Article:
Consumers, by and large, don’t think of Romani people as an actual ethnic group. We think of them as fiction. We don’t think twice about negative depictions of Gypsies any more than we would negative depictions of liches or werewolves or elves. In our heads, Gypsies aren’t real. But outside of our insular media-saturated understanding of humanity’s complexion, Roma definitely do exist.
In reality there is no distinct Romany religion to speak of. There hasn’t been within cultural memory, at least: while our ancestors began in Southeast Asia, time and migration (never mind pressure to assimilate) have since done away with whatever Hindu schools of thought they followed. Particular secular superstitions – about good and bad luck, omens, fate, illness – are common among Romanies, but almost all in the west are now Christian. This is why Constantine‘s juxtaposition of dark gypsy devilry with priestly prayer is a slap in the face: my people spent the best part of the last millennium trying in vain to be Christian enough.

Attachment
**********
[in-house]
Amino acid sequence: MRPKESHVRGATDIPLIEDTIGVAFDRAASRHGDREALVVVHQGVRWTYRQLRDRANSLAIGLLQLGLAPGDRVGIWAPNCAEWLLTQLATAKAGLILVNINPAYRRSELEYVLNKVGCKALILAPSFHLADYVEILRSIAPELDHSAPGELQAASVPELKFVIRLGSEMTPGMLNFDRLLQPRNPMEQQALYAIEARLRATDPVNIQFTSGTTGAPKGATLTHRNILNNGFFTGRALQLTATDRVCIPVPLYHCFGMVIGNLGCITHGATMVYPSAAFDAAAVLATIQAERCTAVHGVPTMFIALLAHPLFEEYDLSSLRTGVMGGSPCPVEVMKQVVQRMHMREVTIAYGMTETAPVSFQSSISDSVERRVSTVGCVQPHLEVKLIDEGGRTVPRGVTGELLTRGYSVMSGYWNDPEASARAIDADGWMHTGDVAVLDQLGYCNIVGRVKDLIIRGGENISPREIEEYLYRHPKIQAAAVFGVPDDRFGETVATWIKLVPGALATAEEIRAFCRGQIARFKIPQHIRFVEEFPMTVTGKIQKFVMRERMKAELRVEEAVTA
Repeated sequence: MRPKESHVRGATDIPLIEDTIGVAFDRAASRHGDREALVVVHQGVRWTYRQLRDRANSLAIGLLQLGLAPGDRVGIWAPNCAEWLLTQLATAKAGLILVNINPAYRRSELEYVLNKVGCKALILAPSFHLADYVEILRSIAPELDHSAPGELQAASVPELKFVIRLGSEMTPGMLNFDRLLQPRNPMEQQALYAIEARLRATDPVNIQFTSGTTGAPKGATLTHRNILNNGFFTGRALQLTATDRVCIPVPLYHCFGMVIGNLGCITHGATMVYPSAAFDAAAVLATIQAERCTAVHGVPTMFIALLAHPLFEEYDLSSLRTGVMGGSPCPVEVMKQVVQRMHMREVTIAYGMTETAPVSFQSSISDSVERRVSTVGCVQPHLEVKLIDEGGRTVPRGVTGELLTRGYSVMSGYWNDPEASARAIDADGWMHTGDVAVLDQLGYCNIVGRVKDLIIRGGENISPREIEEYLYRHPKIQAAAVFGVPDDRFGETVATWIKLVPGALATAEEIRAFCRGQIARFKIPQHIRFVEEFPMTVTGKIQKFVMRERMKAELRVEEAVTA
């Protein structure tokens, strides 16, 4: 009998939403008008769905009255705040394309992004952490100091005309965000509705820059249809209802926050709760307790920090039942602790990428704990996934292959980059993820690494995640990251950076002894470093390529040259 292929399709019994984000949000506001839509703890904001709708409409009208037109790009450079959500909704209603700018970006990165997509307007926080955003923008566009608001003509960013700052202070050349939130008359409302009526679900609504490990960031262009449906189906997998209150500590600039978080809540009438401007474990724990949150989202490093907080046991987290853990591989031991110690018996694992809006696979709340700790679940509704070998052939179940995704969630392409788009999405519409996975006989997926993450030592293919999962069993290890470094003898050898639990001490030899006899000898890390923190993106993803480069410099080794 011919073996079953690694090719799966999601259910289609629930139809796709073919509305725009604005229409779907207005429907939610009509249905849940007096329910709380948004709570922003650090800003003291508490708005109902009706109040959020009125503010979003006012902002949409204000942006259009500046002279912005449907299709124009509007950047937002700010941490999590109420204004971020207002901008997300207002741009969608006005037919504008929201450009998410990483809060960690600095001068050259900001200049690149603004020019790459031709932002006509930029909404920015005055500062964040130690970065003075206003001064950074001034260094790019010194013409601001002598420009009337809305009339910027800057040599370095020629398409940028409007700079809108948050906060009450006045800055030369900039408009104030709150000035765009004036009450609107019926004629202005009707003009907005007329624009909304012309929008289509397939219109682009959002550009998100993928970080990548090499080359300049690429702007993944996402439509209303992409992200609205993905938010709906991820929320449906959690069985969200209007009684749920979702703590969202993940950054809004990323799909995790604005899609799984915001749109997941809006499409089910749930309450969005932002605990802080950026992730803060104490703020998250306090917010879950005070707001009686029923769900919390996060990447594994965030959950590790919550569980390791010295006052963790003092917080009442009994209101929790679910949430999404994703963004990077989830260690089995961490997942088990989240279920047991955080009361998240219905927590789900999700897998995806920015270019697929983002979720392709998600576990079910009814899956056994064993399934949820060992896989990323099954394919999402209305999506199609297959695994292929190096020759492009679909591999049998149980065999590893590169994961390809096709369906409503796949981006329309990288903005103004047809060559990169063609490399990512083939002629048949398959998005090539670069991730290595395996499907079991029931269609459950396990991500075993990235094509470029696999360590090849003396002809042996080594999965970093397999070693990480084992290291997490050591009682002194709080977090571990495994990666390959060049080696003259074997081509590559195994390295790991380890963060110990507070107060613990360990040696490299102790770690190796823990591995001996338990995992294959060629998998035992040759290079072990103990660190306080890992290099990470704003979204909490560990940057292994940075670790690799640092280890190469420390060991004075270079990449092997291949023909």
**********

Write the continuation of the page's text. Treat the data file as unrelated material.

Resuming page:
Discussing colour-as-godlessness in politics and public thought, Sikivu Hutchinson says:
It really does not matter how much Obama attempts to portray himself as a good über-Christian who can cosy up with homophobes . . . how much he greenlights [George W.] Bush’s faith-based initiative regime or how much he eloquently evokes scripture in his public addresse. He’ll never be Christian enough for the white heartland.